Many of us are holidaying at home this year, having been forced to alter our plans thanks to the coronavirus pandemic.
I recently had a planned trip to Tenerife grounded — the second set of plans to be scuppered this year.
Once over the initial disappointment, however, we looked for things to do closer by. And I have to say I’ve thoroughly enjoyed the delights to be found within easy distance from where I live.
From cliff walks to forest waterfalls, we have an abundance of natural beauty without the need to be herded through an airport first.
And 2020 has reached new heights as far as my holiday experiences go.
Keen walkers, my other half and I decided that we’d set ourselves the challenge of climbing a Munro (a Scottish mountain of more than 3,000 feet).
Stepping things up
Although we enjoy walking, we were also aware this was stepping things up from our usual hill climbs.
We’ve taken on long walks before, such as the Kiltwalk. But on a mountain, you’ve always got to be aware of just how quickly conditions can change!
I’ve also only ever “bagged” one Munro before. And that’s going back some 30 years!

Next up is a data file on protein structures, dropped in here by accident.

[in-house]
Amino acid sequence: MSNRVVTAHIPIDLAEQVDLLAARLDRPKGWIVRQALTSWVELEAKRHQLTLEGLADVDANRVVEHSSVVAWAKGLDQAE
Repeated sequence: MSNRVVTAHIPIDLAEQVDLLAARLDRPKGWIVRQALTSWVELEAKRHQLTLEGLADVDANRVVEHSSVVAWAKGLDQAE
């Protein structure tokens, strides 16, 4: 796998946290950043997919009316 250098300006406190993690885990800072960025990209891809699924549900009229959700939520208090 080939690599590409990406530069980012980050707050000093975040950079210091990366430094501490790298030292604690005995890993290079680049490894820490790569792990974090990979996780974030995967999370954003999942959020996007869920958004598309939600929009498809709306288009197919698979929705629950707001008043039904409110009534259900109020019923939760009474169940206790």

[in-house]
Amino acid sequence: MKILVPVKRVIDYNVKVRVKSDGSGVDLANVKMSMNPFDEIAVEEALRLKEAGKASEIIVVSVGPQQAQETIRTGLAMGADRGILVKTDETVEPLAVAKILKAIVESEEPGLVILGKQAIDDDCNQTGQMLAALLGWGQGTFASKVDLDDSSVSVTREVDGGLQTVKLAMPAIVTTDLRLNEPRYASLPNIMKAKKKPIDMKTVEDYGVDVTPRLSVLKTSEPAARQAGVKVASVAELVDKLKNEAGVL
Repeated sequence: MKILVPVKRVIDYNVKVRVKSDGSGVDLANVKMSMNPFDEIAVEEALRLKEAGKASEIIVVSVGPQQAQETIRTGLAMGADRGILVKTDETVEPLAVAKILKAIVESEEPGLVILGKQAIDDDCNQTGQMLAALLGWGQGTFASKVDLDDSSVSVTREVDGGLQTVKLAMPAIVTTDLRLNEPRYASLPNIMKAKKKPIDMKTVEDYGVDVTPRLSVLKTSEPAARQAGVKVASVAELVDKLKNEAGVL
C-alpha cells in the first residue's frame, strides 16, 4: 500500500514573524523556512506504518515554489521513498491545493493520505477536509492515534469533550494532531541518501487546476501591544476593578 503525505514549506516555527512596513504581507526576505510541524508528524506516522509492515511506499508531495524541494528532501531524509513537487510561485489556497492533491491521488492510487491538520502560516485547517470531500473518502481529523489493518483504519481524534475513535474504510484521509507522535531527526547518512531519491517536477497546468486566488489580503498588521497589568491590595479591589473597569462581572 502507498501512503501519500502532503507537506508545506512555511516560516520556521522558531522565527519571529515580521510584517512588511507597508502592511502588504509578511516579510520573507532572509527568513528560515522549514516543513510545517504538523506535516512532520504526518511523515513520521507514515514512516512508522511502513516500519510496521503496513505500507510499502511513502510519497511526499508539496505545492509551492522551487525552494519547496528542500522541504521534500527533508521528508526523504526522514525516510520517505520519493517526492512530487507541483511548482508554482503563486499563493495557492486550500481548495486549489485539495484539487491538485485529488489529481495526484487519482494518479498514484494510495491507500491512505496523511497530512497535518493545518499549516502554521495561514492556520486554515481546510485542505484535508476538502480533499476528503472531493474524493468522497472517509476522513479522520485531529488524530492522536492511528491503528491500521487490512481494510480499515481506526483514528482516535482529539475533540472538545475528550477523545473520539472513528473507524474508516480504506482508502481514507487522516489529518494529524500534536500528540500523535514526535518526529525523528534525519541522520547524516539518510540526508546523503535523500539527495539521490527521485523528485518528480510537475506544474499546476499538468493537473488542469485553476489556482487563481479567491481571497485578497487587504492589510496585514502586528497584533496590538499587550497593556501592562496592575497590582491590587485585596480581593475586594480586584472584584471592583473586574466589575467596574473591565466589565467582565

So we packed all the vital equipment to ensure safety, and headed off on a beautiful morning to Ben Chonzie, our chosen dizzy height.
With my other half acting as sherpa, we began the ascent full of spirit and chat.
Until through steady climbing we fell to silence, concentrating on just breathing and taking in the amazing scenery around us.
I did have the easier task of just putting one foot in front of the other. My “Partner In Climb” had to lug the rucksack, too (I did quietly offer to take the load for a bit, honest . . .)
Beautiful as the scenery was, the words “are we there yet?” kept springing to mind each time I thought we were at the top, only to discover yet another brow to be conquered.
At last, we made it.
We plonked ourselves down, unwrapped the lunch and not only savoured the food but also the views.
We sat alongside a handful of other hardy climbers, including a plucky young lass who couldn’t have been more than ten!
Folded like a rusty penknife
Strangely, the descent seemed longer. Our tired legs were slipping and sliding on the scree, until at last the car was within sight.
I folded myself like a rusty penknife into the welcoming embrace of the seat and it felt like sheer luxury.
Once home, we showered and sat motionless on our respective sofas.
My other half was scrolling the internet on his phone, looking for the exact height of the mountain we’d just climbed.
He spluttered, while jabbing his finger at the screen (using the only muscle that wasn’t weary).
“Ben Chonzie – an easy ascent by Munro standards . . .”
All I can say is, thank goodness we’d opted for an easy one!
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